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Dyphylline

Pronunciation: DYE-fi-lin
Class: Xanthine derivative

Trade Names

Dylix
- Elixir 100 mg per 15 mL

Lufyllin
- Tablets 200 mg
- Tablets 400 mg

Pharmacology

Relaxes bronchial smooth muscle and stimulates central respiratory drive.

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Pharmacokinetics

Absorption

Rapidly absorbed, reaching a mean C max of 17.1 mcg/mL in about 45 min.

Metabolism

Not metabolized.

Elimination

Unchanged by the kidney. Elimination half-life is approximately 2 h. Approximately 88% excreted unchanged in the urine.

Special Populations

Renal Function Impairment

Cl would be correspondingly reduced in patients with impaired renal function. In anuric patients, the half-life may be increased 3 to 4 times normal.

Hepatic Function Impairment

Pharmacokinetics not affected by hepatic function impairment.

Indications and Usage

Relief of acute bronchial asthma and reversible bronchospasm associated with chronic bronchitis and emphysema.

Contraindications

Hypersensitivity to any component of the product or related xanthine compounds.

Dosage and Administration

Adult

PO Usual dose is up to 15 mg/kg every 6 h.

Elixir

200 to 400 mg (2 to 4 Tbsp) every 6 h. Dose should be titrated to severity of condition and response of patient. Measure and administer prescribed dose of elixir using dosing syringe, dosing spoon, or dosing cup.

Renal Function Impairment

Cl is reduced in patients with impaired renal function; make appropriate dosage adjustments.

Storage/Stability

Store elixir at 59° to 86°F. Store tablets at 68° to 77°F.

Drug Interactions

Halothane

Catecholamine-induced arrhythmias have been reported when halothane was administered after theophylline.

Probenecid

May increase the plasma half-life of dyphylline.

Sympathomimetic bronchodilators

Synergistic pharmacologic effect may occur.

Laboratory Test Interactions

None well documented.

Adverse Reactions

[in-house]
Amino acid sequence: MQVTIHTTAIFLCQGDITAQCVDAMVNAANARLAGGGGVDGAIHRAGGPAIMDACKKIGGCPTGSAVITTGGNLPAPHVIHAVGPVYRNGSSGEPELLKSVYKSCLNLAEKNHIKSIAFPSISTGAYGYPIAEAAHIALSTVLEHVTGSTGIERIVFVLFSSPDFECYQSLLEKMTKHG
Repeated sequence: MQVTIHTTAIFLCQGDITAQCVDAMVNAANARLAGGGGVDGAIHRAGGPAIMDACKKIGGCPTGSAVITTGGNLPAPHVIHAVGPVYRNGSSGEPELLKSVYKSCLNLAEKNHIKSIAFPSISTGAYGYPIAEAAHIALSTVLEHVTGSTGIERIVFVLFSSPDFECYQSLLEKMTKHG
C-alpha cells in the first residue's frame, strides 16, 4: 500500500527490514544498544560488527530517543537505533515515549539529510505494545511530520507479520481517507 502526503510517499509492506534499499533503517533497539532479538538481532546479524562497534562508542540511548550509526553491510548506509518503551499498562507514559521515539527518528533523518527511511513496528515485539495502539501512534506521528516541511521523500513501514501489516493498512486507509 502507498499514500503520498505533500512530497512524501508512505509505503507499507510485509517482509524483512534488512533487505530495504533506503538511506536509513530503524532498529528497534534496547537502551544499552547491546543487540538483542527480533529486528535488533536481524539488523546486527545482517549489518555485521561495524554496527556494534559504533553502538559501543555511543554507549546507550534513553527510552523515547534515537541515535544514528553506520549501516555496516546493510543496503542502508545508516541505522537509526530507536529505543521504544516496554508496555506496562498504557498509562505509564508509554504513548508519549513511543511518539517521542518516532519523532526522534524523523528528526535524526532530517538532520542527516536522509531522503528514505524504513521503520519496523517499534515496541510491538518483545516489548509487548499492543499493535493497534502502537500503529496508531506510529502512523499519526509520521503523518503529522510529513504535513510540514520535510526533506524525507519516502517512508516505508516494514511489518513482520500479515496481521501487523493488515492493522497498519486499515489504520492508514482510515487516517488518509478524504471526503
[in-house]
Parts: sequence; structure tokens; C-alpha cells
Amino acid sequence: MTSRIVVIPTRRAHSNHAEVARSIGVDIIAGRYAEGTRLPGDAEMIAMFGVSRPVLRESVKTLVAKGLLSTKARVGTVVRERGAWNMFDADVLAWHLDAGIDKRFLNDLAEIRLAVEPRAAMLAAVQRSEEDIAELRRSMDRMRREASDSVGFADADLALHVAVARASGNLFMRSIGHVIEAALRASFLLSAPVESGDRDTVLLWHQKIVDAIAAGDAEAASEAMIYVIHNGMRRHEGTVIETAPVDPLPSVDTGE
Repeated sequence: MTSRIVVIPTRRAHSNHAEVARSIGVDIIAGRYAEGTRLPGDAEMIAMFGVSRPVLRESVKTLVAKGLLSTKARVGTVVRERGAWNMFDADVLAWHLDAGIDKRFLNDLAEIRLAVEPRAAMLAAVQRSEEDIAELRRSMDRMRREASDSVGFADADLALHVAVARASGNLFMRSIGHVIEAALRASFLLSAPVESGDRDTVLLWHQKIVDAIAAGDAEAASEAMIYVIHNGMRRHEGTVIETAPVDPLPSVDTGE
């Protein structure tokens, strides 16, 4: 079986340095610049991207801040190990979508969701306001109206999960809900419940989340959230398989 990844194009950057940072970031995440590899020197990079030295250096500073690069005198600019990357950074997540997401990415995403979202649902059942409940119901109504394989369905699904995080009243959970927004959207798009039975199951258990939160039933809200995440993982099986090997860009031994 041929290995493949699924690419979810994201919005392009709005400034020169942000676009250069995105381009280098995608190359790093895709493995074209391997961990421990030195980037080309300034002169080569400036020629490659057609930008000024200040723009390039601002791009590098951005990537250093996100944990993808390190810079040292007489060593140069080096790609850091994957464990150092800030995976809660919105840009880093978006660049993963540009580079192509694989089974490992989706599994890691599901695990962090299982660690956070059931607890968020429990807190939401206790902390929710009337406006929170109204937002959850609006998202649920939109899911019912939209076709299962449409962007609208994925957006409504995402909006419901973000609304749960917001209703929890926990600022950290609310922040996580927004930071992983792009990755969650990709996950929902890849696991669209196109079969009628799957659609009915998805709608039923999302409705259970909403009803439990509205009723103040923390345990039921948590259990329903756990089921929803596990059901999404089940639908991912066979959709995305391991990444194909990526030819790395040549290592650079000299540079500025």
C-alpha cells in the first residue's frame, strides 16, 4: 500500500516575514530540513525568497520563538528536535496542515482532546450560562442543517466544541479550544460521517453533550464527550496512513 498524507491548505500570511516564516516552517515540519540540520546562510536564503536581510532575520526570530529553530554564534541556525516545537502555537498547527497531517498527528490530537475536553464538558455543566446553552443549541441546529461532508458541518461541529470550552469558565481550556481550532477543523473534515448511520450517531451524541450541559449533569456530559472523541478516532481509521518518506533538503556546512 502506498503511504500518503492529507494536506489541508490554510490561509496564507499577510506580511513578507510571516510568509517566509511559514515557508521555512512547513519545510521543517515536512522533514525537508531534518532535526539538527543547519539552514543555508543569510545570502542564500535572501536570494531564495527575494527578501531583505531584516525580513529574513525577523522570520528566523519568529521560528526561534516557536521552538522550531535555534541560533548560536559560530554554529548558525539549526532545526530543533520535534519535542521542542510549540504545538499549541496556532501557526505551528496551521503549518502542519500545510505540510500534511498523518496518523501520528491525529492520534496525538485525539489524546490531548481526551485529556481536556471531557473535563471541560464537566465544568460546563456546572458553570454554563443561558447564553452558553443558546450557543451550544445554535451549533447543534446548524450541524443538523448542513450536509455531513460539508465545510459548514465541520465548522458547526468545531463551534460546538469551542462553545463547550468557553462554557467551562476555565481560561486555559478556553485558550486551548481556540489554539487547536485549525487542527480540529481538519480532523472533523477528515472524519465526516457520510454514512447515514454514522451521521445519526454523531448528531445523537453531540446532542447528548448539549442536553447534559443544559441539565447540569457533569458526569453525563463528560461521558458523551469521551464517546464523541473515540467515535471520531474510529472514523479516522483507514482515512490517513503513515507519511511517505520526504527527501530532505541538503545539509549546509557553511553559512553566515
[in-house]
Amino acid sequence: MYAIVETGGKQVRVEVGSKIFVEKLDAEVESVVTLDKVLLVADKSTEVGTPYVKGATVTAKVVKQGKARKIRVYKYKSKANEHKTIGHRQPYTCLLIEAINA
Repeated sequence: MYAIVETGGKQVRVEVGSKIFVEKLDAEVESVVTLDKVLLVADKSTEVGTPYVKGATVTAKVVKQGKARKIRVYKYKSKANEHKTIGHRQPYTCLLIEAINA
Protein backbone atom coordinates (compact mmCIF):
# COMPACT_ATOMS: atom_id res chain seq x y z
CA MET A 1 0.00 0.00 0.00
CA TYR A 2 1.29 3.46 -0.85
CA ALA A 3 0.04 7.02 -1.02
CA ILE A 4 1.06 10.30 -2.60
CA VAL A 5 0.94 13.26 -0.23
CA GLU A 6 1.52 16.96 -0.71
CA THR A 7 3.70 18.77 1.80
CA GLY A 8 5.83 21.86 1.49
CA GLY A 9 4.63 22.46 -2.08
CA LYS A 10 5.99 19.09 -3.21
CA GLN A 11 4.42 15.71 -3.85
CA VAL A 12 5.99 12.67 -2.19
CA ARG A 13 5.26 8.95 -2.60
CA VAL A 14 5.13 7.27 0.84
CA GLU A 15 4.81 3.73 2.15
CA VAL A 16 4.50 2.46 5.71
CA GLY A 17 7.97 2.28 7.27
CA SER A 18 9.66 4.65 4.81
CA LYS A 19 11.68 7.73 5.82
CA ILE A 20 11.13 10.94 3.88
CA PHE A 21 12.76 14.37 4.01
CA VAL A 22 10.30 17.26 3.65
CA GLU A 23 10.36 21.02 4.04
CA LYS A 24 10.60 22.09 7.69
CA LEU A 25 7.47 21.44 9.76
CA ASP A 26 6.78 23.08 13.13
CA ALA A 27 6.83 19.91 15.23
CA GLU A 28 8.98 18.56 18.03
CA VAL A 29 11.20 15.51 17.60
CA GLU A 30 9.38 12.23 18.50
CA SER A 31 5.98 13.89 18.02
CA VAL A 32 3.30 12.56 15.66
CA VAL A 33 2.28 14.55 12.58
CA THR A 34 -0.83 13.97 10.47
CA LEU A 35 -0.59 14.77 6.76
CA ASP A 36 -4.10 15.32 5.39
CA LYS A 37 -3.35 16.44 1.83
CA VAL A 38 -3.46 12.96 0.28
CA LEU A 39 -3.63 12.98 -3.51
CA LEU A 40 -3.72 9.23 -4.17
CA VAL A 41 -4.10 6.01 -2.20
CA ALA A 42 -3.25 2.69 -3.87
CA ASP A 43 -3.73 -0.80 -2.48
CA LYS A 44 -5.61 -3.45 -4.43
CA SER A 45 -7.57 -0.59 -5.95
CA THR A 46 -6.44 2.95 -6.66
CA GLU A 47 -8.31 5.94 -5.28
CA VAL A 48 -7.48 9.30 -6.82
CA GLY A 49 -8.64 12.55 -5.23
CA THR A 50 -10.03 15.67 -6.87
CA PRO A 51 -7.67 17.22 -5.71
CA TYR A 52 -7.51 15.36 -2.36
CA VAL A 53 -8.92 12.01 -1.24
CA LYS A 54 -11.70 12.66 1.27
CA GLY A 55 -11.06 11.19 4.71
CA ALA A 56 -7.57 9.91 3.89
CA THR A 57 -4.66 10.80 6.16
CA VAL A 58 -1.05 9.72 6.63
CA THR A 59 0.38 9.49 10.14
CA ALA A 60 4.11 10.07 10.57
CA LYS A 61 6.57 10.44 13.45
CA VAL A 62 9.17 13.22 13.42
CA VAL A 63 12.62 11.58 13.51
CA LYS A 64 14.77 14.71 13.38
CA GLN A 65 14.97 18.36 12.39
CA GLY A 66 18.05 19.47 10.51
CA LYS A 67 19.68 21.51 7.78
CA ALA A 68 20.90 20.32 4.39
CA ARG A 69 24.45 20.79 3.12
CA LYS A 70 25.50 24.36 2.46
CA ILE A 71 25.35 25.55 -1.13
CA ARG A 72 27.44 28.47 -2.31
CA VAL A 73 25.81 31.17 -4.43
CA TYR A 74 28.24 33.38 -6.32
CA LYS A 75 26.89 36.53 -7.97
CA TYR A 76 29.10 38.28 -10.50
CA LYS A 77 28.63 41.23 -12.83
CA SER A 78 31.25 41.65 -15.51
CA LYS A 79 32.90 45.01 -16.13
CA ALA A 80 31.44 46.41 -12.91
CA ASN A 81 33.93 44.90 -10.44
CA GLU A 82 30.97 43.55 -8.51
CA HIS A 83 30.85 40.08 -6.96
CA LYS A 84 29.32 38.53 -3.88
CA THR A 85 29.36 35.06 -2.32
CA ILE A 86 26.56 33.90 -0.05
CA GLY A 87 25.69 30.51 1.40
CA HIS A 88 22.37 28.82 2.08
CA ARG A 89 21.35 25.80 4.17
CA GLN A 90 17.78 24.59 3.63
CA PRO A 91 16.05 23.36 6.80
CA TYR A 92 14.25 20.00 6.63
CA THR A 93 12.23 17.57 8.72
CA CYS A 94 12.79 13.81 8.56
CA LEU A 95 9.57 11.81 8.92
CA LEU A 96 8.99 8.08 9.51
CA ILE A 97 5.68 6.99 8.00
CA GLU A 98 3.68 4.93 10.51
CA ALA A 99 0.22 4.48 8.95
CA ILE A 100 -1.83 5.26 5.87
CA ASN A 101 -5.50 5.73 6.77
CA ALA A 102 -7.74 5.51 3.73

Cardiovascular

Circulatory failure, extrasystoles, flushing, hypotension, palpitation, tachycardia, ventricular arrhythmias.

CNS

Agitation, generalized clonic and tonic convulsions, headache, hyperexcitability, insomnia, irritability, muscle twitching, restlessness.

GI

Diarrhea, epigastric pain, hematemesis, nausea, vomiting.

Metabolic

Hyperglycemia, SIADH.

Renal

Albuminuria, diuresis, gross and microscopic hematuria.

Respiratory

Tachypnea.

Precautions

Monitor

Note frequency and severity of asthma attacks.


Pregnancy

Category C .

Lactation

Excreted in breast milk.

Children

Safety and efficacy have not been established.

Elderly

Use with caution (usually starting at the low end of the dosage range) because of the greater frequency of decreased hepatic, renal, or cardiac function, and concomitant diseases or other drug therapy.

Renal Function

Cl is reduced in patients with impaired renal function; make appropriate dosage adjustments.

Special Risk Patients

Use with caution in patients with severe cardiac disease, hypertension, hyperthyroidism, acute myocardial injury, or peptic ulcer.

Xanthine products

Ensure other xanthine products (eg, theophylline) are not being coadministered with dyphylline.

Overdosage

Symptoms

Agitation, anorexia, cardiac arrhythmias, CV collapse, death, dehydration, diaphoresis, diarrhea, excessive thirst, extrasystoles, fasciculation, generalized clonic and tonic convulsions, headache, hyperreflexia, hyperthermia, insomnia, irritability, nausea, nervousness, restlessness, seizures, severe vomiting, tachycardia, tinnitus, vomiting.

Patient Information

  • Advise patient to take prescribed dose every 6 h without regard to meals, but to take with food if stomach upset occurs.
  • Advise patient or caregiver using elixir to measure and administer prescribed dose using dosing syringe, dosing spoon, or dosing cup.
  • Advise patient if a dose is missed, to take the dose as soon as remembered; however, if it is less than 3 h before the next scheduled dose, advise patient to skip the missed dose and take the next dose at the regularly scheduled time. Caution patient not to double the dose to catch up.
  • Instruct patient not to stop the medication once symptoms have been controlled and that continued daily use is necessary to continue to control symptoms.
  • Advise patient that medication does not replace controller medications (eg, inhaled or oral corticosteroids) and to continue daily use of controller medications as prescribed by health care provider.
  • Caution patient not to increase dose and to inform health care provider if asthma symptoms do not improve or worsen, if more short-acting bronchodilator than usual is needed, or if the short-acting bronchodilator appears to become less effective.
  • Advise patient to carry medical identification (eg, card, bracelet) if experiencing acute severe asthma attacks requiring rapid systemic treatment.
  • Advise patient or caregiver to promptly report any of the following to health care provider: anxiety, nervousness, or restlessness; persistent nausea, vomiting, or diarrhea; fainting spells or light-headedness; fast or irregular heartbeat; pounding in the chest; flushing of the face; seizures (convulsions); skin rash, itching, or hives; tremor; unusual weakness or tiredness.

Copyright © 2009 Wolters Kluwer Health.

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